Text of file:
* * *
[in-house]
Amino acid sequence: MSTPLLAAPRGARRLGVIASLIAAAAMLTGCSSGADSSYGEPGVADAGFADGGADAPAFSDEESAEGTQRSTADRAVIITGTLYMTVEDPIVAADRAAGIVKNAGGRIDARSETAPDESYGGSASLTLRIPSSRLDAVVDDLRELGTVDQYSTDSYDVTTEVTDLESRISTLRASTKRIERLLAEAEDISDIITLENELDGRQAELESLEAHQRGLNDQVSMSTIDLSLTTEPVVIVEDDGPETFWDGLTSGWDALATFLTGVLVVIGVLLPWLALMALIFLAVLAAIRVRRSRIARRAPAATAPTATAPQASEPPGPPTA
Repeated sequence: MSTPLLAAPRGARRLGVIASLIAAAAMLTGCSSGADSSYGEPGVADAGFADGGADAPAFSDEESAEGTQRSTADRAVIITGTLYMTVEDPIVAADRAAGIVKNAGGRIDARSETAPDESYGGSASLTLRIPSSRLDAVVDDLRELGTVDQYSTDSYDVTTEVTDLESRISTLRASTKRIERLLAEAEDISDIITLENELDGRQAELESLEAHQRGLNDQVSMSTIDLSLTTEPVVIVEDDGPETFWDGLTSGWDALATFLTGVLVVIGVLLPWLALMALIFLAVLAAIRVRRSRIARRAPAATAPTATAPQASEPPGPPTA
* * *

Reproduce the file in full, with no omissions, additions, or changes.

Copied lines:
[in-house]
Amino acid sequence: MSTPLLAAPRGARRLGVIASLIAAAAMLTGCSSGADSSYGEPGVADAGFADGGADAPAFSDEESAEGTQRSTADRAVIITGTLYMTVEDPIVAADRAAGIVKNAGGRIDARSETAPDESYGGSASLTLRIPSSRLDAVVDDLRELGTVDQYSTDSYDVTTEVTDLESRISTLRASTKRIERLLAEAEDISDIITLENELDGRQAELESLEAHQRGLNDQVSMSTIDLSLTTEPVVIVEDDGPETFWDGLTSGWDALATFLTGVLVVIGVLLPWLALMALIFLAVLAAIRVRRSRIARRAPAATAPTATAPQASEPPGPPTA
Repeated sequence: MSTPLLAAPRGARRLGVIASLIAAAAMLTGCSSGADSSYGEPGVADAGFADGGADAPAFSDEESAEGTQRSTADRAVIITGTLYMTVEDPIVAADRAAGIVKNAGGRIDARSETAPDESYGGSASLTLRIPSSRLDAVVDDLRELGTVDQYSTDSYDVTTEVTDLESRISTLRASTKRIERLLAEAEDISDIITLENELDGRQAELESLEAHQRGLNDQVSMSTIDLSLTTEPVVIVEDDGPETFWDGLTSGWDALATFLTGVLVVIGVLLPWLALMALIFLAVLAAIRVRRSRIARRAPAATAPTATAPQASEPPGPPTA